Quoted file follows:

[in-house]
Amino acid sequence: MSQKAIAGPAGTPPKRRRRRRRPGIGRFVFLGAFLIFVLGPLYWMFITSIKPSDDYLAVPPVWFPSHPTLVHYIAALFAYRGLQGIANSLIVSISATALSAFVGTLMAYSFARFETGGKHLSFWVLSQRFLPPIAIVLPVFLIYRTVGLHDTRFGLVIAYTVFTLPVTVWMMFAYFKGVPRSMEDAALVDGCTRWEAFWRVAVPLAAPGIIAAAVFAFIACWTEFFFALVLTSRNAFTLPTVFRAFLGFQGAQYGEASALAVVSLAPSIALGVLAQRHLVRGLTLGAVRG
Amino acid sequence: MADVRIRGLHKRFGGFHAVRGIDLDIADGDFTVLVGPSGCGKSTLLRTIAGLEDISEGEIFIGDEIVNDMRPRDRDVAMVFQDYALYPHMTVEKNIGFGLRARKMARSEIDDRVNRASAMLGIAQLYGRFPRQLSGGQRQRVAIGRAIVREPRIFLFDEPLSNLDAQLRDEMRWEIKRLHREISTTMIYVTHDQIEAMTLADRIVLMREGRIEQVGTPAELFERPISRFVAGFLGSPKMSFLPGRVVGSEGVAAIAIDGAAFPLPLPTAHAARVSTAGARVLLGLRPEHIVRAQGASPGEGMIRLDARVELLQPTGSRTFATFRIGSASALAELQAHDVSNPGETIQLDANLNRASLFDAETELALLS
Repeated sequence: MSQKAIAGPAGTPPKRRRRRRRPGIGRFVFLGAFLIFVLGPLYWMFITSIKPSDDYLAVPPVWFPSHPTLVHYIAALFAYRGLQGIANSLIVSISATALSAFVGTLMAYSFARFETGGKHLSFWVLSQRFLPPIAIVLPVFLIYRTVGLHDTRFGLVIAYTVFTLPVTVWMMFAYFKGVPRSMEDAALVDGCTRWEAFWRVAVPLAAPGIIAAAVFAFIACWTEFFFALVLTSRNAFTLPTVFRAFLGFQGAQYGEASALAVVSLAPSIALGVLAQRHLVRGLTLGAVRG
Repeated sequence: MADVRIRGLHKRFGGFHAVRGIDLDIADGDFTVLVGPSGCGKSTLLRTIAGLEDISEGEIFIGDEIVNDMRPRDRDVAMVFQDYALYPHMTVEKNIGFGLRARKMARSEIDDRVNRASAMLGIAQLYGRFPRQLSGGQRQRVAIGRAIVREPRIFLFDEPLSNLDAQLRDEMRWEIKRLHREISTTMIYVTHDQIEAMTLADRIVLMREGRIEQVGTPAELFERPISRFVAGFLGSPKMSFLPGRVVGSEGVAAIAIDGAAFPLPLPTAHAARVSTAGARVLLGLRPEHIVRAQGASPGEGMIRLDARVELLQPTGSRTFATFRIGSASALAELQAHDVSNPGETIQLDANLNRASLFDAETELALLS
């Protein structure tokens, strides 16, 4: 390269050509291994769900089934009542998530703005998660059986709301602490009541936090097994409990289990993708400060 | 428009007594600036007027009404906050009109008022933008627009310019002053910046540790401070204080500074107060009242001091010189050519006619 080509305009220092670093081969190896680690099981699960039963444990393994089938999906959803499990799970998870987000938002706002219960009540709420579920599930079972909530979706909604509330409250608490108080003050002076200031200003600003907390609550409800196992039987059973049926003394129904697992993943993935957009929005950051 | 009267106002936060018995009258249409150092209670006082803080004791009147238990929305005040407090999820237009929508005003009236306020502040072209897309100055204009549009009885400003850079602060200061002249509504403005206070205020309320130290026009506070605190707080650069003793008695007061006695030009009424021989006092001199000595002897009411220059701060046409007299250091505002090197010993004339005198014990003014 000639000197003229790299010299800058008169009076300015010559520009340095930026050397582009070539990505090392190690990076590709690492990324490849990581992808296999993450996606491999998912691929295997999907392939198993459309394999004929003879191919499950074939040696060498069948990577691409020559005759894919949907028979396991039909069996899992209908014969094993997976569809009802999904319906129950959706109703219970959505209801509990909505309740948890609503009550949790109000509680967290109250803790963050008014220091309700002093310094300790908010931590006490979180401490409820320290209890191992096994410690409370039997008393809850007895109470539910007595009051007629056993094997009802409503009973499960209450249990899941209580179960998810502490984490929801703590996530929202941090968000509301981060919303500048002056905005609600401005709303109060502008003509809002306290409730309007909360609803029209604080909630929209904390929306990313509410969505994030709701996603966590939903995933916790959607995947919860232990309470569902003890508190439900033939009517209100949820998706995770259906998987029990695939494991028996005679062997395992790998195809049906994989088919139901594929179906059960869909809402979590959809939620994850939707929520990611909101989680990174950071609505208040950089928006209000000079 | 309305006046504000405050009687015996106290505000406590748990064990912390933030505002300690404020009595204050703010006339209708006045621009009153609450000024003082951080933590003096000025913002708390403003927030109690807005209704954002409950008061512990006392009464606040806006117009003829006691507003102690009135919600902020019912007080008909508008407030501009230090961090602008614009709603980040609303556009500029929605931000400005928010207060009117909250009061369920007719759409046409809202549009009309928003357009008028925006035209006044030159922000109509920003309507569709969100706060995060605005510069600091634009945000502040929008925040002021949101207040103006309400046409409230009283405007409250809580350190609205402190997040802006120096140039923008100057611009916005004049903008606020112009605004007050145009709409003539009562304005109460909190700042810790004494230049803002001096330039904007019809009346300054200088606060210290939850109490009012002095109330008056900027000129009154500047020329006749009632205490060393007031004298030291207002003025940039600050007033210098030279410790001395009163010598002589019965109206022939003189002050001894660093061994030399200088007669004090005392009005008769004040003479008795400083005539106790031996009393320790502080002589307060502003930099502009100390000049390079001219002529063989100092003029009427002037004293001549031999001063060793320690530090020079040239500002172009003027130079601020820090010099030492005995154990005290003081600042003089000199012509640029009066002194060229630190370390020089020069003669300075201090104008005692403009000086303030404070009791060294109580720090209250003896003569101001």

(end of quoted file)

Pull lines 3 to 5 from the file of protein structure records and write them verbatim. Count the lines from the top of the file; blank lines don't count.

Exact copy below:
Amino acid sequence: MADVRIRGLHKRFGGFHAVRGIDLDIADGDFTVLVGPSGCGKSTLLRTIAGLEDISEGEIFIGDEIVNDMRPRDRDVAMVFQDYALYPHMTVEKNIGFGLRARKMARSEIDDRVNRASAMLGIAQLYGRFPRQLSGGQRQRVAIGRAIVREPRIFLFDEPLSNLDAQLRDEMRWEIKRLHREISTTMIYVTHDQIEAMTLADRIVLMREGRIEQVGTPAELFERPISRFVAGFLGSPKMSFLPGRVVGSEGVAAIAIDGAAFPLPLPTAHAARVSTAGARVLLGLRPEHIVRAQGASPGEGMIRLDARVELLQPTGSRTFATFRIGSASALAELQAHDVSNPGETIQLDANLNRASLFDAETELALLS
Repeated sequence: MSQKAIAGPAGTPPKRRRRRRRPGIGRFVFLGAFLIFVLGPLYWMFITSIKPSDDYLAVPPVWFPSHPTLVHYIAALFAYRGLQGIANSLIVSISATALSAFVGTLMAYSFARFETGGKHLSFWVLSQRFLPPIAIVLPVFLIYRTVGLHDTRFGLVIAYTVFTLPVTVWMMFAYFKGVPRSMEDAALVDGCTRWEAFWRVAVPLAAPGIIAAAVFAFIACWTEFFFALVLTSRNAFTLPTVFRAFLGFQGAQYGEASALAVVSLAPSIALGVLAQRHLVRGLTLGAVRG
Repeated sequence: MADVRIRGLHKRFGGFHAVRGIDLDIADGDFTVLVGPSGCGKSTLLRTIAGLEDISEGEIFIGDEIVNDMRPRDRDVAMVFQDYALYPHMTVEKNIGFGLRARKMARSEIDDRVNRASAMLGIAQLYGRFPRQLSGGQRQRVAIGRAIVREPRIFLFDEPLSNLDAQLRDEMRWEIKRLHREISTTMIYVTHDQIEAMTLADRIVLMREGRIEQVGTPAELFERPISRFVAGFLGSPKMSFLPGRVVGSEGVAAIAIDGAAFPLPLPTAHAARVSTAGARVLLGLRPEHIVRAQGASPGEGMIRLDARVELLQPTGSRTFATFRIGSASALAELQAHDVSNPGETIQLDANLNRASLFDAETELALLS